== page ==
Edward Bouverie Pusey

conservative churchman of the Church of England and Hebraist

Edward Bouverie Pusey (22 August 180016 September 1882) was an English churchman and Regius Professor of Hebrew at Christ Church, Oxford.

Edward Bouverie Pusey


  • Learn to commend thy daily acts to God, so shall the dry every-day duties of common life be steps to Heaven, and lift thy heart thither.
    • Sermon XXI: "Heaven the Christian's Home", in Sermons during the Season from Advent to Whitsuntide (Oxford: John Henry Parker, 1848), p. 340.
  • In all adversity, what God takes away He may give us back with increase.
    • Letter to Charles Dodgson (January 1851) following the death of Dodgson's wife, quoted in Stuart Dodgson Collingwood, The Life and Letters of Lewis Carroll (London: Thomas Nelson & Sons, 1898) p. 51.
  • The Book of Daniel is especially fitted to be a battle-field between faith and unbelief. It admits of no half-way measures. It is either Divine or an imposture. To write any book under the name of another, and to give it out to be his, is, in any case, a forgery, dishonest in itself, and destructive of all trustworthiness. But the case as to the Book of Daniel, if it were not his, would go far beyond even this. The writer, were he not Daniel, must have lied on a most frightful scale.
    • Daniel the Prophet (Oxford: John Henry and James Parker, 1864), Lecture I, p. 1.
  • Human praise and human blame are mostly valueless, because men know not the whole which they praise or blame.
    • Sermon I: "False Peace", in Parochial and Cathedral Sermons (Oxford: Parker & Co., 1882), p. 2.

Parochial Sermons, Vol. II (1853)

Parochial Sermons (Oxford: John Henry Parker, 1853), Vol. II
  • Never dwell on the morrow. Remember that it is God's, not thine.
    • Sermon IX: "Victory over the Besetting Sin", p. 158.
  • Take steadily some one sin, which seems to stand out before thee, to root it out, by God's grace, and every fibre of it. Purpose strongly, by the grace and strength of God, wholly to sacrifice this sin or sinful inclination to the love of God, to spare it not, until thou leave of it none remaining, neither root nor branch.
    • Sermon IX: "Victory over the Besetting Sin", p. 160.
  • Fix, by God's help, not only to root out this sin, but to set thyself to gain, by that same help, the opposite grace. If thou art tempted to be angry, try hard, by God's grace, to be very meek; if to be proud, seek to be very humble.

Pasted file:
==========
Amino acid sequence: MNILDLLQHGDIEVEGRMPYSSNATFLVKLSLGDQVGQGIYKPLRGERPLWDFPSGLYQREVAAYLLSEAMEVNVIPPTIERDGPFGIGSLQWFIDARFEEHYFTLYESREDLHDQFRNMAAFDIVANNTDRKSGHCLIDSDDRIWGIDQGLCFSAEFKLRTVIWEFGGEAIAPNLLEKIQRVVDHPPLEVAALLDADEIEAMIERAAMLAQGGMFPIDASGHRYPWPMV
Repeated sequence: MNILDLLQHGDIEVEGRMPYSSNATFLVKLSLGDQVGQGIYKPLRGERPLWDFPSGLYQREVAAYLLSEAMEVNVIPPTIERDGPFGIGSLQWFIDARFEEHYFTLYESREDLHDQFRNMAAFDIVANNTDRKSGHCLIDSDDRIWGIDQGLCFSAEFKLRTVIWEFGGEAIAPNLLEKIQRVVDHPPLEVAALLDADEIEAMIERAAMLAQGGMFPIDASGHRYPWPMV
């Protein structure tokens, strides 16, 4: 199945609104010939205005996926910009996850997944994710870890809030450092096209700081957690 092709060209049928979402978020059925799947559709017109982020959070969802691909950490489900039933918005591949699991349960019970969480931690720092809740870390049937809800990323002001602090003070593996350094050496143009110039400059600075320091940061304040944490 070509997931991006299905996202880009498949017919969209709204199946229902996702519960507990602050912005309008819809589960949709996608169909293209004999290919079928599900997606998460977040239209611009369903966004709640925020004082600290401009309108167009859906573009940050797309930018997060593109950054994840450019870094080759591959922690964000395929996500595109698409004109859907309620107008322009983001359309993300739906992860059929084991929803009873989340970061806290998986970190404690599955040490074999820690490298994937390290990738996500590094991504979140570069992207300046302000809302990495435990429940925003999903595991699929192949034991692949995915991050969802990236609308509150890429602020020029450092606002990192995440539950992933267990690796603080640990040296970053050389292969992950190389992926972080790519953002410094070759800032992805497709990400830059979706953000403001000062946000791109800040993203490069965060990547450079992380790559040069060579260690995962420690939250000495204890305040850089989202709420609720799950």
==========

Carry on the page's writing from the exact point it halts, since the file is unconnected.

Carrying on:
• Sermon IX: "Victory over the Besetting Sin", p. 161.
  • Practice in life whatever thou prayest for, and God will give it thee more abundantly.
    • Sermon X: "Prayer Heard the More, through Delay", p. 179.
  • God does not take away trials, or carry us over them, but strengthens us through them.
    • Sermon XI: "Re-creation of the Penitent", p. 182.

Private Prayers (1883)

Private Prayers, ed. H. P. Liddon (London: Rivingtons, 1883)
  • Lord, without Thee I can do nothing; with Thee I can do all. Accept, Good Lord, this my desire; help me by Thy grace, that I fall not; help me by Thy strength, to resist mightily the very first beginnings of evil, before it takes hold of me; help me to cast myself at once at Thy sacred Feet, and lie still there, until the storm be overpast; and, if I lose sight of Thee, bring me back quickly to Thee, and grant me to love Thee better, for Thy tender mercy's sake.
    • "Morning Prayers", pp. 19–20.
  • Let me not seek out of Thee what I can find only in Thee, peace and rest and joy and bliss, which abide only in Thy abiding joy. Lift up my soul above the weary round of harassing thoughts to Thy eternal Presence. Lift up my soul to the pure, bright, clear, serene, radiant atmosphere of Thy Presence, that there I may breathe freely, there repose in Thy love, there be at rest from myself, and from all things which weary me; thence return, arrayed with Thy peace, to do and bear what shall please Thee. Amen.
    • "Evening Prayers", p. 38.
Wikipedia has an article about: